The works I have since made include randomly chosen images from my archive,

printed with purposeful poverty on the outdated papers that came with my

grandmother’s gift, and pictures purposefully bruised and scratched when a new,

professional film was forced to pass uncomfortably and incongruously through an old,

amateur camera of my dad’s vintage. I also made an artist’s book, titled The Time

Before That, featuring a set of old slides I had made in the week before I discovered

my father was terminally ill. These images were accompanied by two short pieces of

writing reflecting on this act of reclamation.

Exhibiting images has led me into extended debate and experiments concerning the

materiality, phenomenology and event-uality involved in the encounter between a

photograph, space, and human perception.



After thirty fragmented and interrupted years, repeatedly attempting to reconcile my

own present with my past, always using the medium that seems best suited to that

purpose it now feels clearer to me that, by simply disobeying linear and chronological

history (e.g. in the way that the disorganised archive found in a biscuit-tin full of snaps

allows us to do) we can happily scramble, mix and connect times, events, people and

places otherwise distinguished and separated by any ‘official,’ ‘true,’ or established

linear narrative.

It also seems too simplistic and psychoanalytic to imagine that in my work I have been

trying to reconnect with my nine year-old self, reflected in that distorting, fun-palace

mirror or the one praying by the pool, in those first photographs I ever took. Nor am

I trying to reconnect with the person I was in the week before I learned my father was

going to die, with the grieving adolescent who tore up a half-developed print and

quit college. Nor am I trying to reconnect with my father himself, the father of my

youth or the father of his own relative youth who briefly loved photography before I

was conceived.

As a fine artist, trained on the cusp of the modernist/postmodernist paradigms and

now somewhere other than either, I am using photography to articulate, not only my

own stories but also the story or ‘biography’ of photography itself, trying to make

some (modernist) objective observation about its essence amid a (postmodernist)

swirl of cultural and subjective, atemporal and eclectic relativism.

As I continue to make progress in these directions I come to feel that, far from ever

reclaiming, retrieving or understanding photography, I (perhaps ‘we’) always start out

anew. We are always ‘back at square one’ with photography, considering every

possible material manifestation of images - thick, thin, large, small, framed, unframed,

poor, fine, wall-mounted, floor-bound, vulnerable, strong, perfect, destroyed,

expensive, cheap, beautiful, ugly. Even as it promises to pinpoint our existence in

space and time photography thus continues to disorientate, scramble and transvalue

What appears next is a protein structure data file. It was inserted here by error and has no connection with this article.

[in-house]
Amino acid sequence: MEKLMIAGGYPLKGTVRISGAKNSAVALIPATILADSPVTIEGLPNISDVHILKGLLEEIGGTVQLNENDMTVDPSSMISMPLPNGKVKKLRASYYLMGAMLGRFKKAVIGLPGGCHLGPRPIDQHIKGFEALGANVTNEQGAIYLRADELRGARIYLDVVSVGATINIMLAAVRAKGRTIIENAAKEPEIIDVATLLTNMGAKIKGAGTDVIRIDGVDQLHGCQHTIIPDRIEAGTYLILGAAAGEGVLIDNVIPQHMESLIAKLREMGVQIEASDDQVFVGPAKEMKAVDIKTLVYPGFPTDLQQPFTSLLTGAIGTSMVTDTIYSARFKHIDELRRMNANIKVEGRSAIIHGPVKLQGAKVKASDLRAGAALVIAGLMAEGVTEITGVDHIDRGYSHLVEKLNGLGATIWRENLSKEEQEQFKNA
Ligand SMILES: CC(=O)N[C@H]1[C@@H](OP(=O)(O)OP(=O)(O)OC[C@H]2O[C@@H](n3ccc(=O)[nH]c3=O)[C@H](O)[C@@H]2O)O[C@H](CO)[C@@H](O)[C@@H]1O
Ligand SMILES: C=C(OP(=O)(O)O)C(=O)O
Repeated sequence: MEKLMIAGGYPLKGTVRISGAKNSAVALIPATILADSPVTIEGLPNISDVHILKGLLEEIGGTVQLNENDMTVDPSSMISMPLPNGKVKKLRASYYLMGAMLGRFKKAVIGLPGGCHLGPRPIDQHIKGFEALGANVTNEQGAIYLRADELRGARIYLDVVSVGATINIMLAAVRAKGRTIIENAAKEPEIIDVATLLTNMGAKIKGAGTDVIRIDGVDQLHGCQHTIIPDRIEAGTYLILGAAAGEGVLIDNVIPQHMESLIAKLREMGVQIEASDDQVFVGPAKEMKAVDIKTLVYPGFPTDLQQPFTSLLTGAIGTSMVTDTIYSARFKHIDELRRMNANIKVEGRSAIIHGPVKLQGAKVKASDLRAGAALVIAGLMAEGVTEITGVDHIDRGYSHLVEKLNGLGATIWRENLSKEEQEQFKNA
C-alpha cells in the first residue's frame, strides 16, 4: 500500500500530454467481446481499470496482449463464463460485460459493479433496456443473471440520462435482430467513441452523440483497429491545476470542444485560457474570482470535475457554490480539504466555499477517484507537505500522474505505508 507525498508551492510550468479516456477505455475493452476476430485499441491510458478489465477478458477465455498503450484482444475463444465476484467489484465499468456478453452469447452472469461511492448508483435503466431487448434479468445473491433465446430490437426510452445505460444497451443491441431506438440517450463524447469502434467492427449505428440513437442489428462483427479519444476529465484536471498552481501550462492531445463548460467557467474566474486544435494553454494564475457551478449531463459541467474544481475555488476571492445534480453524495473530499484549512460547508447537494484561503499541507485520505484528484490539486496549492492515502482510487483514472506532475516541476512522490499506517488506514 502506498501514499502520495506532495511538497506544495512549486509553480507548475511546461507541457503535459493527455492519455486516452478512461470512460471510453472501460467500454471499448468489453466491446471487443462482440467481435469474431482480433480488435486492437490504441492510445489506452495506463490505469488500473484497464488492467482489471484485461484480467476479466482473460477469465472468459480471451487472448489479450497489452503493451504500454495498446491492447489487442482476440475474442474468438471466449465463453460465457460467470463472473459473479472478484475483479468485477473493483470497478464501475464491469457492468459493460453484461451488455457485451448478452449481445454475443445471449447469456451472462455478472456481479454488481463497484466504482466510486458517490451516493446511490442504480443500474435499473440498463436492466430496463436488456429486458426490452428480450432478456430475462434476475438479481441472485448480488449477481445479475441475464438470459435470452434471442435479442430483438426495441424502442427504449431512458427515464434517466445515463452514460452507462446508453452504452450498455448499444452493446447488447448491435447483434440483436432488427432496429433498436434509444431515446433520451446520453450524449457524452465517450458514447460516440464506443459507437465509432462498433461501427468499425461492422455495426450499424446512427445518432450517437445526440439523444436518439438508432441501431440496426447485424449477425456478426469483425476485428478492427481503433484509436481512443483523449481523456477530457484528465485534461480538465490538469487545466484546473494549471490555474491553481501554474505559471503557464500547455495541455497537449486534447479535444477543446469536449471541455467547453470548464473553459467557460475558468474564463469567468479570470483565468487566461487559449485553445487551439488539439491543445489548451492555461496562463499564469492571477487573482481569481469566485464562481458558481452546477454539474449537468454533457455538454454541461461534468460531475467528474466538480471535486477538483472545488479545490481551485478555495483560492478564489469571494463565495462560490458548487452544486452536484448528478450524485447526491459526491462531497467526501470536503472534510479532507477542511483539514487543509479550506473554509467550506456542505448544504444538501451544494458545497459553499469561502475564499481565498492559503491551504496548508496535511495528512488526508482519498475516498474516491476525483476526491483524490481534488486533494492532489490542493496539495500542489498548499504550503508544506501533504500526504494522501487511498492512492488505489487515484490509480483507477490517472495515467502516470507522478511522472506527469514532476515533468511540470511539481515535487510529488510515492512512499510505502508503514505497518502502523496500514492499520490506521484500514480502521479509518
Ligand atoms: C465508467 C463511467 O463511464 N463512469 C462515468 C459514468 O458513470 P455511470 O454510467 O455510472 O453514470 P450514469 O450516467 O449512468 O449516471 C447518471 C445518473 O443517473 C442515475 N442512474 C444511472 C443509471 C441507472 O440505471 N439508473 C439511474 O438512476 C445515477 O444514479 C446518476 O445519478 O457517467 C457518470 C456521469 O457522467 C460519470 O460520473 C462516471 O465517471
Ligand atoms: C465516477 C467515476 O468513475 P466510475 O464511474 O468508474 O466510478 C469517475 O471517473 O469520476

42 - 43


whatever values we offer up to it, throwing them back at us and forcing us to further

consider value per se.

Photography thus makes us search hard for an adequate response to its unique

proposition, while raising unprecedented questions, about a human life as a material

object rendered animate, and yet rendered barely material, and ultimately inanimate

and immaterial by the mysterious actions of time.



44 - 45



46 - 47



48 - 49



50 - 51



52 - 53



54 - 55



Photography and Crisis

For anyone engaged with the continuing discourse around photography’s

medium-specificity, crisis seems to be the word. Crisis – which appears with

maddening frequency in all discussions around the photographic – is the product of a

celebration of diversity, turned to the realization of irresolvable irresolution. For what

shapes the pattern of recent photographic practice is a willful rejection of many

culturally embedded photographic conventions, many of which are played out around

a discussion of depiction and abstraction, virtuality and the material stuff of

photography, but all of which are united in their rejection of the image as complete

record. This fragmentation and incompletion, the product of the push and pull

not only of one medium up against another, but of a whole new agency and utility

of the photographic, has resulted in a ‘crisis’, which seems to have bred a

wide-scale understanding, cast in the negative, regarding the expansiveness of

recent photography.

George Baker, in his pivotal text, ‘Photography’s Expanded Field’ uses crisis to

describe a medium pulled between painting and cinema (a distinctly over-egged

frame of reference); using the model of his tutor Rosalind Krauss’ ‘Sculpture in the

Expanded Field’ – and it is interesting, as an aside, to note that approaches to

sculpture might become a model for photographic criticism, as this is where the text’s

value really lies – Baker states that the new Photography is ‘Not Static’ and ‘Not

Narrative’ (for this read ‘Not Architecture’ and ‘Not Landscape’ in sculpture): this at

least might allow for the photographic image to have a less specified form of action or

agency: stasis and narrative being reductive notions concerning what photography

actually does. For Joan Fontcuberta, in ‘Photography - Crisis of History’, the

predicament is technological (and secondly, political and economical). The dubious

hope for an elusive and totalising photographic ontology seems to reside here (as

it can elsewhere, in the reunification of photography beyond analogue and digital).